As I look at it now, I can see a number of changes we may incorporate for our next survey. For one thing, by naming these pages in this way we may be causing students to alter their progression through the survey. By calling the last section “Recreational Reading” we may inadvertently lead students to quit early, thinking they don’t do anything called “Recreational Reading”, so they don’t need to continue.
Each year I comb through the survey results for useful data. It’s important to be consistent with some questions because then you can compare responses from year to year. If you alter your questions too dramatically, you lose the ability to gauge changes over time.
Like other librarians, we hope to provide a positive UX: User Experience. Many survey questions reflect how students interact with library staff. With one question, we were noticing a reduction in the number of students who would ask librarians for help from year to year. My first reflex reaction was that we must be scary librarians and don’t encourage return business. Then I noticed the following answer in a ‘tell us more’ box: “During one of our history classes, a librarian came in and told us how to use the catalog and datbases, so I did not have to ask for help”. A carefully crafted survey will help tease out reasons for the answers students give.
Another caution: before wigging out at one specific negative response, look at the numbers. Even though 339 responded to the survey, it might be that only 8 people answered a question. Data may show that 25% of students don’t like a particular thing, but if only 8 students answered that question, and 2 didn’t like that thing, then that would account for a 25% negative response.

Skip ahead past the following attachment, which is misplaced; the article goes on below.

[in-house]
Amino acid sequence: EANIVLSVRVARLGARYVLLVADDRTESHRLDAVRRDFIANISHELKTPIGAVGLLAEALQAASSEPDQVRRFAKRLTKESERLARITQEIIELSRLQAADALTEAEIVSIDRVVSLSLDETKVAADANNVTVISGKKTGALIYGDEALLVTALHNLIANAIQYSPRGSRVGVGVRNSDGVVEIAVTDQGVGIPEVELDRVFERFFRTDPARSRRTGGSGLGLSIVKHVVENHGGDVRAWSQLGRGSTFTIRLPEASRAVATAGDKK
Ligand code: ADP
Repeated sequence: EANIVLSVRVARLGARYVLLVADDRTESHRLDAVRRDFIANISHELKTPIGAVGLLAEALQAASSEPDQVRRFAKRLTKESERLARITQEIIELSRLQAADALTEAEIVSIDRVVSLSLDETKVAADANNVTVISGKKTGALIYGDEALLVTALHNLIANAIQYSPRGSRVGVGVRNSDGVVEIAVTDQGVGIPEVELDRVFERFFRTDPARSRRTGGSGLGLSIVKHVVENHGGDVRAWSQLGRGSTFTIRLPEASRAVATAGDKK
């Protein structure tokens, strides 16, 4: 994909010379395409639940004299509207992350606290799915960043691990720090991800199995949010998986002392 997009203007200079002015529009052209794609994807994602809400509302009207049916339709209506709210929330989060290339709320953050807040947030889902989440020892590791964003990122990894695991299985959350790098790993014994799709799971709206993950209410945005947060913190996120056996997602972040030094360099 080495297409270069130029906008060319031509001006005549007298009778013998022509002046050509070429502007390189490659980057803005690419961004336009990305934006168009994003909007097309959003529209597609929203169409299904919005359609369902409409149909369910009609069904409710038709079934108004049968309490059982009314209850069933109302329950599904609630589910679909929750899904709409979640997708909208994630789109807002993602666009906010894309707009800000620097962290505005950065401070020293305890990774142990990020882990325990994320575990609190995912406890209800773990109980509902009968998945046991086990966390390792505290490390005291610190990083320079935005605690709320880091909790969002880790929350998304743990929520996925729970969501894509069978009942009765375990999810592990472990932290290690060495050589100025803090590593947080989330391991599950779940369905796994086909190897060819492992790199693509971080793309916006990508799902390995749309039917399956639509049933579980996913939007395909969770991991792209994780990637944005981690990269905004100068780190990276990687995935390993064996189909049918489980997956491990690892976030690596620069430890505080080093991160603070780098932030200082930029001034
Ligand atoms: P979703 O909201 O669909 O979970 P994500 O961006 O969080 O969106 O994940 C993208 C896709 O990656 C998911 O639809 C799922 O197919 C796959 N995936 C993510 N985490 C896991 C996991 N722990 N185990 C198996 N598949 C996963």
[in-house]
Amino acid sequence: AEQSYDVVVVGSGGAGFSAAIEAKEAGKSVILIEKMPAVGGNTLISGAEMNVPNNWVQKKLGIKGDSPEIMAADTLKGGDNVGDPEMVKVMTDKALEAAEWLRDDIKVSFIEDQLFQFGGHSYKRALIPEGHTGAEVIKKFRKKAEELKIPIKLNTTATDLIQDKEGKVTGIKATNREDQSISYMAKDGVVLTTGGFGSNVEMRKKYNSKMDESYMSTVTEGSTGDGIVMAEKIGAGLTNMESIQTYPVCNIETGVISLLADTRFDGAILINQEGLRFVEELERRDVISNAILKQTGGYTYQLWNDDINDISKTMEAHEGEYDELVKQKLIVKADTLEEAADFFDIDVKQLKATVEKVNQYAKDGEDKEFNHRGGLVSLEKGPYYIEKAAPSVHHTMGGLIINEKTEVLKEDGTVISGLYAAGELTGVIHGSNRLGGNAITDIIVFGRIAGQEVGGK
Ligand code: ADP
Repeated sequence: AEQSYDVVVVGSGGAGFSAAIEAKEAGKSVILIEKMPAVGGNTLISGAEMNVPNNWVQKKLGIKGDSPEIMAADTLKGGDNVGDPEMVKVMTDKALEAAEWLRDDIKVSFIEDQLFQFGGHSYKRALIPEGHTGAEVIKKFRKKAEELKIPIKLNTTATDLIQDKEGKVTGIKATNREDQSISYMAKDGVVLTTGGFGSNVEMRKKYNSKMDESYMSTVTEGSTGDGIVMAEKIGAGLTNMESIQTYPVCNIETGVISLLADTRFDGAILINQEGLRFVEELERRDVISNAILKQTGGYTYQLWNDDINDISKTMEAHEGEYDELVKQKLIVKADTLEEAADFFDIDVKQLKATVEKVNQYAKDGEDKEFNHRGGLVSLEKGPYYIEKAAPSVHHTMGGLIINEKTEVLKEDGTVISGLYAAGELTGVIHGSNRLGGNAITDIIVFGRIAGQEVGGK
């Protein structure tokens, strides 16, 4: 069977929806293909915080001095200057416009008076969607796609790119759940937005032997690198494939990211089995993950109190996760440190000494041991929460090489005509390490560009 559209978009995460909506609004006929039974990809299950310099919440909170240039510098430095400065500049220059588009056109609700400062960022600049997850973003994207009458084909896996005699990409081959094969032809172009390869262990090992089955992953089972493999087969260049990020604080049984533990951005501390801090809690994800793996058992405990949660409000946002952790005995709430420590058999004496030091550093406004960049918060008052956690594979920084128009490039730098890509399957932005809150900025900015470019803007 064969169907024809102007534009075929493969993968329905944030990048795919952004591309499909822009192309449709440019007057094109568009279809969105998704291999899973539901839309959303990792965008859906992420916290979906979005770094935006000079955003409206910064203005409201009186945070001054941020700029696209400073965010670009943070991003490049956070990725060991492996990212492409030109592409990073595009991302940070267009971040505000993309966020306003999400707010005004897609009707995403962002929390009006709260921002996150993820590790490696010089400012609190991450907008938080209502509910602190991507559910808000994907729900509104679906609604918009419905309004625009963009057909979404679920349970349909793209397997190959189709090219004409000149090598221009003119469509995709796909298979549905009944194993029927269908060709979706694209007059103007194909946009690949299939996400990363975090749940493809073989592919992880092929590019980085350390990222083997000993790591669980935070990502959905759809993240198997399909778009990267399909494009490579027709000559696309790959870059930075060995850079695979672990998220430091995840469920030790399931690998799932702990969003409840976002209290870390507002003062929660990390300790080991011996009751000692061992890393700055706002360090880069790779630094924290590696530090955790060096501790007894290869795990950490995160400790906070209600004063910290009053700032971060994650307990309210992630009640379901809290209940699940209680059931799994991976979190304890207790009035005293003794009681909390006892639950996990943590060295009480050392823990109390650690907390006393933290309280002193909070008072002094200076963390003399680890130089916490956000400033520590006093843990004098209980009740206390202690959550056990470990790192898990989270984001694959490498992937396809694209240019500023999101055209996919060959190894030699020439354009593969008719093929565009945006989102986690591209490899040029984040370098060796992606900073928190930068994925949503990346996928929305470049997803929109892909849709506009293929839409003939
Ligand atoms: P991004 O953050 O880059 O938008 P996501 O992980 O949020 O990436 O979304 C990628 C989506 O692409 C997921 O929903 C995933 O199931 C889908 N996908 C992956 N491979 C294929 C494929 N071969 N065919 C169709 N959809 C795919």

Acting on Results
A few points of action come to mind as I reflect on our surveys. When we started seeing student comments mentioning discrepancies between teachers’ instructions and librarians’, I knew I needed to touch base with the team leader to clarify where we may have strayed apart in our presentations. It turned out that a new teacher had not been managing things the same way as the other teachers.
Another important point came from a question asking whether students felt they could successfully search a database. This number responding ‘yes’ was lower for Sophomores, higher for Juniors, and – surprise—lower again for Seniors. Looking at this facet of the survey, it makes perfect sense. We teach information literacy to our Sophomores and Juniors, but we don’t teach Seniors, in large part because many teachers assume (falsely, it seems) that Seniors ‘know this stuff’. We can use these details as support for adding Seniors to our curriculum.
On a practical note, last year’s survey indicated many students wanted more soft seating, so we got 2 additional beanbag chairs. They’re a big hit. We also had students asking for more carrels. No, we didn’t go out and buy more carrels, but we are more aware that they are a valued commodity, so we patrol more often and keep students from ‘claiming’ a carrel as their own private territory between classes.
Each year I learn more about our library, our program, our strengths and our challenges. It is important to have a staff meeting to discuss the survey soon after it is complete to take note of how the survey worked ‘this year’, discussing about how it might be changed for next year. A final piece of advice: never ever send a survey out on a Friday. Ever!
Our survey is one of the most important tools we have to help improve our library. Do you have a survey you find useful? Please share it here. I’ve included a link to the questions on our 2017 survey. Let me know what you think.